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Advisers told: Don't ignore crypto

Financial advisers should expand their repertoire to be able to offer advice on cryptocurrencies, one expert says.

Thursday, January 25th 2018, 6:00AM 4 Comments

by Susan Edmunds

The electronic currencies have been in the news over recent months due to the headline-grabbing rise in value of Bitcoin.

It is just one of the many currencies in circulation.

At the end of 2016, a Bitcoin was worth about US$700. Now, it’s just under US$11,000 after a spike up to more than US$19,000.

Many people who are new to investing in any type of asset have been attracted by the price movements in Bitcoin and other cryptocurrencies, and piled into the market looking for quick gains.

University of Auckland associate professor Alex Sims, who is completing a project on the regulation of cryptocurrencies, said some people would be investing money they shouldn’t. Advisers had a role to play to help.

"Other people will not invest when it may be a good thing for them to do... it would diversify their assets, although it should be just a small percentage of their investments. Some wealthy people and organisations are investing in cryptocurrencies and it is hard to justify why the general public should be effectively excluded from such investments. Indeed, not providing advice may back fire."

She said if financial advisers could not offer advice on cryptocurrencies people might put in more money than was prudent  - "They hear all the get rich stories, and/or they may keep those cryptocurrencies in risky places and even lose them."

Simon Hassan, of Hassan and Associates, said he fielded “quite a few” queries in the month before the Christmas break. “None that I know of bought.”

But other advisers said there was little demand yet.

Nigel Tate, of Nigel Tate Financial Planning, said cryptocurrencies were viewed with scepticism by his clients.

“Most of my clients are not at all interested in this and only a few have asked questions directly, I have discussed the structure and they view these as a form of pyramid and see little value for their portfolios given the downside risk.”

Sonnie Bailey, of Fairhaven Wealth, said he had not had a single question about cryptocurrencies from clients. “Which I’m a little surprised about but I think it has something to do with the types of clients I seem to attract.”

Cryptocurrency exchange is not an activity that requires a license but the FMA says those arranging cryptocurrency transactions are operating a value transfer services and have obligations as a broker.

Tags: bitcoin cryptocurrency financial advisers FMA investment Nigel Tate

« Options emerge for licence-averse advisersNew Zealand values most stretched in world »

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Comments from our readers

On 25 January 2018 at 11:23 am Paul Brownsey said:
Good story and pleased to see those quoted AFA's with a sensibly skeptical outlook to a commodity with no intrinsic value. Of course we all wish we had bought a $1000 worth of BTC when it was trading at $5, but buying something purely based on the "greater fool theory" is not an investment and I am yet to see someone credibly explain why bitcoin and blockchain tech has inherent value.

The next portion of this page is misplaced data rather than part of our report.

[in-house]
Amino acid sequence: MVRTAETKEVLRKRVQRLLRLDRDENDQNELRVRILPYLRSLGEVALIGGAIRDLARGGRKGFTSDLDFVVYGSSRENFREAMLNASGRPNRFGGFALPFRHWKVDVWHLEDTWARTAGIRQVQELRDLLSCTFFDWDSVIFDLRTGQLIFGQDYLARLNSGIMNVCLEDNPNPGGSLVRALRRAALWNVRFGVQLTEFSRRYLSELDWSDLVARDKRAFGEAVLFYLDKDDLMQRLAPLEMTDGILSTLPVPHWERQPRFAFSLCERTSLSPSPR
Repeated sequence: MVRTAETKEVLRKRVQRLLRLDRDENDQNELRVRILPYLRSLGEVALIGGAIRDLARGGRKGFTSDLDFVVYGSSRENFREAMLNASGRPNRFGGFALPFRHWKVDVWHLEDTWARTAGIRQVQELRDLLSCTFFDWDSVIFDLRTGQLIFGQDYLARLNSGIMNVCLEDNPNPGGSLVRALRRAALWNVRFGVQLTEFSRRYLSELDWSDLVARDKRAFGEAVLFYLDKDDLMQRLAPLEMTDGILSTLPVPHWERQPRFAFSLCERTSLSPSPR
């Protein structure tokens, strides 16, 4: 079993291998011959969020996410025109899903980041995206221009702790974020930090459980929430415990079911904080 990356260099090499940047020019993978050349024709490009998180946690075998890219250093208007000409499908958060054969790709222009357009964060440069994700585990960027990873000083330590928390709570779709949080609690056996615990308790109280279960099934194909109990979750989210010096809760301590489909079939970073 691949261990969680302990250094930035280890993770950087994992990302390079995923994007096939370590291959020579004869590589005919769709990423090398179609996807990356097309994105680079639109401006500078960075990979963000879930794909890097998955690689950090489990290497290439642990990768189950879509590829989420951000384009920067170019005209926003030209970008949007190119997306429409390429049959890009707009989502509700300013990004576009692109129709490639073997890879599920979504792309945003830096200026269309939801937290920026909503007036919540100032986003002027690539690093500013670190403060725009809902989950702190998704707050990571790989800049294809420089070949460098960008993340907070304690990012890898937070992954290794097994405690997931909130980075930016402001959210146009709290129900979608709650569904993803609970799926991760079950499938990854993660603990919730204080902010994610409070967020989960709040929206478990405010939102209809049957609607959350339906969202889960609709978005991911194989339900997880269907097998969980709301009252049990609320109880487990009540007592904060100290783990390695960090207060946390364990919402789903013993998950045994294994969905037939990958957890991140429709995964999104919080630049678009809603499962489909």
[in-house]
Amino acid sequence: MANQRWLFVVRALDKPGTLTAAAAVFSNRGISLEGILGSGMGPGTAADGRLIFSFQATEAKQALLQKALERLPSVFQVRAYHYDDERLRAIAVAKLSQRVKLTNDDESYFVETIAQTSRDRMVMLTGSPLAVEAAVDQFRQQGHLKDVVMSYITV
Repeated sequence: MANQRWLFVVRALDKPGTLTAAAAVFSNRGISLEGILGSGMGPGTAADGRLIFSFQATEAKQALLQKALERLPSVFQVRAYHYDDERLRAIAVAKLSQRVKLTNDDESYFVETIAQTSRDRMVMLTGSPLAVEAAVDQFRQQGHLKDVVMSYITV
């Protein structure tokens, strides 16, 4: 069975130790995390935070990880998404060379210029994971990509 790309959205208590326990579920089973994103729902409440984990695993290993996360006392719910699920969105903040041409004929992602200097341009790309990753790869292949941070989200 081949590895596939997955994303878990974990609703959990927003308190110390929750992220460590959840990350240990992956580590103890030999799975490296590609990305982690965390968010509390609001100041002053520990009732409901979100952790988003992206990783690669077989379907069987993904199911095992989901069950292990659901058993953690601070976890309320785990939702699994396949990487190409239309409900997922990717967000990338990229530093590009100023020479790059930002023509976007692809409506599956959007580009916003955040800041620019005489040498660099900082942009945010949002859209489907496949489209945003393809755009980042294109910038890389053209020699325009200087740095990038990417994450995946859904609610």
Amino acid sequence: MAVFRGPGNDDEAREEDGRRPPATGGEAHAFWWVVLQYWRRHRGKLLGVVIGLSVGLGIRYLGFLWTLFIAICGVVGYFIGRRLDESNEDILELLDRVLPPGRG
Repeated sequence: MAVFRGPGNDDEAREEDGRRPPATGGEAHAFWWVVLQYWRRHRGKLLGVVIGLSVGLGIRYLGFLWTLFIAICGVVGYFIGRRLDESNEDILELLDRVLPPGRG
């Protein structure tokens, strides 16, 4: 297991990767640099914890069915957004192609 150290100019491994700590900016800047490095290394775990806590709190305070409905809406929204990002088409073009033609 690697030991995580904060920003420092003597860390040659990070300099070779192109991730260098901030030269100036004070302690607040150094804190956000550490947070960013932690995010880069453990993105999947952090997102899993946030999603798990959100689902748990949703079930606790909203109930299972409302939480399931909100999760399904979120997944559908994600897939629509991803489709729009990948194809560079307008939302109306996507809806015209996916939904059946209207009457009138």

This article is a really good reality check on blockchain and the fact that no-one has actually found a compelling use for the tech:

https://hackernoon.com/ten-years-in-nobody-has-come-up-with-a-use-case-for-blockchain-ee98c180100

And how safe is your bitcoin?
http://time.com/money/5056652/the-70-million-bitcoin-hack-was-the-4th-largest-breach-in-cryptocurrency-history/

Here is what the Winklevoss twins do to keep their bitcoin safe - kind of defeats the purpose of an electronic currency.....

https://www.businessinsider.com.au/winklevoss-twins-cut-up-key-to-protect-their-bitcoin-fortune-2017-12?r=US&IR=T

There are plenty of stories of people making money riding the Bitcoin rally/bubble and thats fine, but "investors" should keep bitcoin where it currently belongs - next to your lotto ticket or with your TAB account.
On 1 February 2018 at 1:10 pm AFA Muggins said:
The reality is that Cryptocurrencies are not much different than our fiat money system with nothing actually backing it, other than everyone holding hands and hoping for the best – in both cases.

With Goldmann Sachs setting up a trading desk for cryptos, obviously they smell profit to be siphoned.

It will be harder for New Zealand ‘investors’ to deposit and withdraw funds, with New Zealand’s only deposit/withdrawal AND exchange facility (Crytopia), having its banking operation being shut down by one of the major banks this coming week.

One has to question what is going on there.
On 2 February 2018 at 10:02 am Tash said:
There is a massive difference between Cryto currencies and real money. Real money is legal tender and you can pay your tax with it!
On 3 February 2018 at 10:06 am AFA Muggins said:
@Tash,
You may want to review my comment again, with the comparison I drew.

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